Harrison Research Wildcat and Bobcat Mini Bike Information.|
I buy and collect minibikes.
Overall Harrison Research Inc. History and Info.
Here in Michigan, the home of Ruttman and Heald and Harrison and Little Indian
minibikes, the Harrison Wildcat (and Bobcat) minibike has a strong
following. Elsewhere in the country, I'm not so sure. But here in
Michigan, Harrison really has a home. It could be because the Harrison
company was located in Utica Michigan (a suburb of Detroit).
But it could also be the population of this mini bike
is pretty strong, due to its location.
The 1969 Harrison ad sporting a Briggs 5hp motor.
The Harrison Wildcat (and Bobcat, the kit form of the bike) was a
"fat tire" minibike with a long 38" wheelbase.
Though it used standard 6" wheels (like many
other minibikes of the era), the tires were wide (15 x 6.00 x 6). Hence adults
like to ride this bike as it seemed more inline with their size
and age. Also the ride was quite stable, even at speed. Hence
today the Harrison Wildcat is a favorite of mini bike drag racers.
Harrison started out about 1969 with the Wildcat and the Bobcat
(the same bike but in kit form.) Almost immediately there were
some legal issues with Ruttman (Dearborn MI). Ruttman felt that
the Harrison copied their minibike design (specifically
the Ruttman Pacmule.) After deciding that lawsuites were no good
for either company, Harrison and Ruttman came to an agreement...
Harrison would continue to sell the Wildcat/Bobcat, but Ruttman
would make the frame. Hence the first year Harrison bikes are slightly
different than the 1970 and later models (made by Ruttman).
You can always tell a Ruttman-made Harrison, because of the way
the two top tubes meet the fork tube.
The 1970 Harrison ad sporting a Tecumseh 4hp motor.
The 1969 Harrison came with a 5hp Brigg &Stratton motor. By 1970 this
changed to a Tecumseh (mostly HS40, though the HS50 was
available as an option later.) Speaking of options, there were quite a
few options available for the Harrison:
Adding Springer Front Forks to the Harrison.
- Seat (18" or 24").
- Jackshaft (aka Midshaft).
- Jackshaft puck brake (in addition to the rear drum brake).
- Clutch brake (on the Bobcat)
- Salsbury torque converter
or Max-torque clutch.
- Chain idler (chain tensioner, for use without jackshaft).
- HS50 Tecumseh 5hp motor (about 1972).
- Remote fuel tank (18" seat required so the tank would fit on the frame).
- Front suspension.
- Front ski for snow use.
- Light kit.
In addition there were several models of Wildcat/Bobcat (varied through the years):
- Wildcat Model 100: Max-torque clutch, chain tensioner, 4hp Tecumseh HS40 engine, painted fenders and chain guard,
rear drum brake, 24" seat for two, red or blue, $239.95.
- Wildcat Model 100 Deluxe: Exactly the same as the Model 100 but fenders and chain guard are chrome and frame is painted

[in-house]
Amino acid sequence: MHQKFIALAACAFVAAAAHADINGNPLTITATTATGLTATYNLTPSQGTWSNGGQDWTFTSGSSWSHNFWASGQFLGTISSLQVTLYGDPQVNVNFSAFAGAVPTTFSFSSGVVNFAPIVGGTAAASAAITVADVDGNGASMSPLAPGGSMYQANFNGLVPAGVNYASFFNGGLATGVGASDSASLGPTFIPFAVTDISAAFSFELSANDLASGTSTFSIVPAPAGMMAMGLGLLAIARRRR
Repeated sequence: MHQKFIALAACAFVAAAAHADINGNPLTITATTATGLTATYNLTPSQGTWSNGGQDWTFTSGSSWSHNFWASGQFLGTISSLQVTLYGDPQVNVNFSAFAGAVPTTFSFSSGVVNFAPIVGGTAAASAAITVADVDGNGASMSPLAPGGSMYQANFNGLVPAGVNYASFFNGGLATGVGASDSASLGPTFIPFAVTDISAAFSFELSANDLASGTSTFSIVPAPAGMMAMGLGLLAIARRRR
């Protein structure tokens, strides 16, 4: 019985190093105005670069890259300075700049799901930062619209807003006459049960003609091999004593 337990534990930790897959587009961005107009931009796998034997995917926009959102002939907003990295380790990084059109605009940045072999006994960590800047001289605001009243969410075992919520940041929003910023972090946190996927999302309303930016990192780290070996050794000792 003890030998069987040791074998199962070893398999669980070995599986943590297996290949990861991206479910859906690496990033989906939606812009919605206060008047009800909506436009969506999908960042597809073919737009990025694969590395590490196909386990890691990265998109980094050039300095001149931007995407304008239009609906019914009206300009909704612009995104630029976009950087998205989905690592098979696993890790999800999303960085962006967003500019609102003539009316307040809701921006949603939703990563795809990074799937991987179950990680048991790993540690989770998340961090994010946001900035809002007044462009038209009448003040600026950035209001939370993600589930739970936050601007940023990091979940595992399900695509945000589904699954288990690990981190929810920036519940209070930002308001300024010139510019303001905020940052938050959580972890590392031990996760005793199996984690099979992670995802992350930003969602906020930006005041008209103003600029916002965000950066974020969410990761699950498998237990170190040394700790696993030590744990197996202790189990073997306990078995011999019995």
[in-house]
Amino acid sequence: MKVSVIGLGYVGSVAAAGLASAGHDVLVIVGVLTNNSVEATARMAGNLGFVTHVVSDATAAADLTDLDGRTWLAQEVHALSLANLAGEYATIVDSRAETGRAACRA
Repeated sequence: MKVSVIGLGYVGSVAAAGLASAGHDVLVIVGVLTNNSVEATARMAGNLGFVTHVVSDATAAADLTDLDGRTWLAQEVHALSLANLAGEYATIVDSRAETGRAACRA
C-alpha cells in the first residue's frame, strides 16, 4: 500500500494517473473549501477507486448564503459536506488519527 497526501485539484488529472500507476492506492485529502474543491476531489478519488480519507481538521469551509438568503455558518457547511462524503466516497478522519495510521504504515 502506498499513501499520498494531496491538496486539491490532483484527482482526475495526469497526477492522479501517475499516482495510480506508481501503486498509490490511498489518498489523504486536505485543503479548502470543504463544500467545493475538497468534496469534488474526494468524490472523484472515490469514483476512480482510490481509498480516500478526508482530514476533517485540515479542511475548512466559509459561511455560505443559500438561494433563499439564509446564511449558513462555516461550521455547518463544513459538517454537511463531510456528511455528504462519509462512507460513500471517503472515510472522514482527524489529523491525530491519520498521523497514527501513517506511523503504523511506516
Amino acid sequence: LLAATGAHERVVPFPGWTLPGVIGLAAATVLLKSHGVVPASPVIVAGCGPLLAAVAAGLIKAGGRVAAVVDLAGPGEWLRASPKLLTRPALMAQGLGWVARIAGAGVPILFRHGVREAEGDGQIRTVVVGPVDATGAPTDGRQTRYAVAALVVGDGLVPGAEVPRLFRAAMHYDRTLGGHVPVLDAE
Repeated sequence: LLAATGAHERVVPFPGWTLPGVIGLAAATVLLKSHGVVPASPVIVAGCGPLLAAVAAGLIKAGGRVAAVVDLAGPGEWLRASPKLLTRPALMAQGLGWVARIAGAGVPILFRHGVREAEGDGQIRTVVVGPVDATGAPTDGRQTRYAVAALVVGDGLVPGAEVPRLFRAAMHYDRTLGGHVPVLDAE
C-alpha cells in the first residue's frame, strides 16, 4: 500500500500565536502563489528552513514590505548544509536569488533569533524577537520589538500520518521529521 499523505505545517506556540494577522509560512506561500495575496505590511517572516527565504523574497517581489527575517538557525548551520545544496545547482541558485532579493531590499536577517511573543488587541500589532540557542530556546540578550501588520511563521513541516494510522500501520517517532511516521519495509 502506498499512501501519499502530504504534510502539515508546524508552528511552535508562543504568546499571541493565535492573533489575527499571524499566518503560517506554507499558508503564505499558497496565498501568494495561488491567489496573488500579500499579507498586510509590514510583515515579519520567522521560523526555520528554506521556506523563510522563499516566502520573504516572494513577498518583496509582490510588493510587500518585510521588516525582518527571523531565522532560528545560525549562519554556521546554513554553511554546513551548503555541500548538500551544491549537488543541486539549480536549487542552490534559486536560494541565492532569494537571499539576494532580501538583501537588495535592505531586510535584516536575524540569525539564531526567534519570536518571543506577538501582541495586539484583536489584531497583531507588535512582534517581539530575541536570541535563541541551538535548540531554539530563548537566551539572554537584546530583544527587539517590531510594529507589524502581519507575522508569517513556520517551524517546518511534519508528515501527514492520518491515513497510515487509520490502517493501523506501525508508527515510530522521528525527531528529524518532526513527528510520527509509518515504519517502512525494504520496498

orange or yellow, $249.95.
- Wildcat Model 300: Same as the model 100 except has a Salsbury Torque Converter
(instead of a Max-Torque clutch.)
- Wildcat Model 300 Deluse: Same as the model 100 deluxe except has a Salsbury Torque Converter
(instead of a Max-Torque clutch.)
- Wildcat Model 400: Same as the model 300 but with 24" seat.
- Wildcat Model 500: Same as the model 400 except has a Salsbury Torque Converter
and 5hp Tecumseh motor and remote gas tank with 18" seat (1972).
- Bobcat Scrambler kit. This uses a clutch brake (instead of a rear drum brake), $199.95.
Here's a Harrison catalog
in PDF format from about 1970.
Today, the Harrison Wildcat/Bobcat have taken on new life, some 40 years later.
Besides the Detroit drag racing scene (which likes the Harrison), others
like the bike for long rides. It is a comfortable ride. But they have taken
on some modifications like installing a Tecumseh 10hp motor (top speeds
in excess of 50 mph.)
One of the things I don't like about the Harrison is the lack of
any suspension. Though Harrison did make a front suspension option,
it is rarely seen. Fortunately it is easy to add a springer front
end to the Harrision Wildcat. Here's the proceedure...
First you'll need some parts. OMB warehouse sells a
fork spring and cup kit, you will need that. You will also need two one foot sections of 11/16" solid steel rod.
The original front end will need to be cut at 2" below the lower fork triangle. And the lower sections
shortened to 7" long. Note these lengths will make the front end rise up an inch or two.
This increases fork rake slightly, and makes the bike handle better. Also the front fender mount must be cut off
the front fork.
Parts needed and cuts made to the Harrison Wildcat front end to add springs.
Next the 11/16" one foot long steel rod sections need to be hammered into the
lower cut front fork section. Hammer it all the way till it "bottoms out".
Then the cups need to be welded to the fork sections, as seen below.
The 11/16" steel rods should move freely inside the original Harrision top
fork tubes. But the welded seems inside the tubes may need to be shaved
to get a smooth action. Ideally this is done with an 11/16" drill bit
or something similar. Put a little grease on the steel rod and assembly.
I drill two 1/4" holes in the lower triangle section so I could attach
the front fender using 1" spacers. We're now ready to ride!